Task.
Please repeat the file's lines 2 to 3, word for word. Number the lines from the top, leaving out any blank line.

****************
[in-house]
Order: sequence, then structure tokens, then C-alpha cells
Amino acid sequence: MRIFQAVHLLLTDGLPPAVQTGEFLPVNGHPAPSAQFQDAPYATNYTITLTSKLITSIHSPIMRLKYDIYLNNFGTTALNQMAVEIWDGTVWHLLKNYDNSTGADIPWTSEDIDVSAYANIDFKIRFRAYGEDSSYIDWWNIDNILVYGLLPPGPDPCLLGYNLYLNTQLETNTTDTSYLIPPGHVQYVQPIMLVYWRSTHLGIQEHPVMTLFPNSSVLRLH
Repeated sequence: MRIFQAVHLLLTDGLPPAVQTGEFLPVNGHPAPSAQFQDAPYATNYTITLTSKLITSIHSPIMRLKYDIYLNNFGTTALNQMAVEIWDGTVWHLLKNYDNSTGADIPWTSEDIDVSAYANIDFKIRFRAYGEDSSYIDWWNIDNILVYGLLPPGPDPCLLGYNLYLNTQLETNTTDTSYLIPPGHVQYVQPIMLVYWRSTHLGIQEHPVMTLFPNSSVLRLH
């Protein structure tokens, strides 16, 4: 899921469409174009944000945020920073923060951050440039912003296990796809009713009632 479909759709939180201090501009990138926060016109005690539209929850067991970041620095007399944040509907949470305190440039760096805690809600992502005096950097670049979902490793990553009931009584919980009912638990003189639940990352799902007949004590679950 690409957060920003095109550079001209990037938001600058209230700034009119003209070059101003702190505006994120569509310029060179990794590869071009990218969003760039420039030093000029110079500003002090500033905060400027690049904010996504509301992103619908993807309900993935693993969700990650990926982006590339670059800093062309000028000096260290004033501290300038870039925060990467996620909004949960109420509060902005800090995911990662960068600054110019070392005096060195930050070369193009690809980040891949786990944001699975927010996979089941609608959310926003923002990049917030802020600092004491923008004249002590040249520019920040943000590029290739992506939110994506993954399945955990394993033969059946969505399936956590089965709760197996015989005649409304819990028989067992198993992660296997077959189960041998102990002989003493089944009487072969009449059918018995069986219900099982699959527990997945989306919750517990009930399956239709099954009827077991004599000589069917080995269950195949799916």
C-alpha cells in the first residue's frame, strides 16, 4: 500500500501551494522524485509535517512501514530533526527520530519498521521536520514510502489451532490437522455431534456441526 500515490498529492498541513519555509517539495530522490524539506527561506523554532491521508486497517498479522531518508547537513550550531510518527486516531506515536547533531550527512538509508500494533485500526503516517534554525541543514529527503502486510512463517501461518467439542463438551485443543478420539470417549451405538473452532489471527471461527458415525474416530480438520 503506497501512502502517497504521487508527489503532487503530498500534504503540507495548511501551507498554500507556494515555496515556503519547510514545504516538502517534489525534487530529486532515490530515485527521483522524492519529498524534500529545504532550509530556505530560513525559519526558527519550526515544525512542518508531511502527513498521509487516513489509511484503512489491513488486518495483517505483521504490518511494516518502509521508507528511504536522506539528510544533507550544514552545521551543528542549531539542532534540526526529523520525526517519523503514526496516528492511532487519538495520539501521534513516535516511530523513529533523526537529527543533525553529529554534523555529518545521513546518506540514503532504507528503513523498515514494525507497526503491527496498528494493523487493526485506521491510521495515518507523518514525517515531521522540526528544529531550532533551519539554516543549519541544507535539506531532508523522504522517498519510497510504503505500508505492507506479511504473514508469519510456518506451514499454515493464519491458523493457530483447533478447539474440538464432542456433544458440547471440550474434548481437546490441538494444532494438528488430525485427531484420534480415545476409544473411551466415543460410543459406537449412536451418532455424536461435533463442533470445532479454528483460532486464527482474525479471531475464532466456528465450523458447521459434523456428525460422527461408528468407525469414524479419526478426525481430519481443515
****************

Order: sequence, then structure tokens, then C-alpha cells
Amino acid sequence: MRIFQAVHLLLTDGLPPAVQTGEFLPVNGHPAPSAQFQDAPYATNYTITLTSKLITSIHSPIMRLKYDIYLNNFGTTALNQMAVEIWDGTVWHLLKNYDNSTGADIPWTSEDIDVSAYANIDFKIRFRAYGEDSSYIDWWNIDNILVYGLLPPGPDPCLLGYNLYLNTQLETNTTDTSYLIPPGHVQYVQPIMLVYWRSTHLGIQEHPVMTLFPNSSVLRLH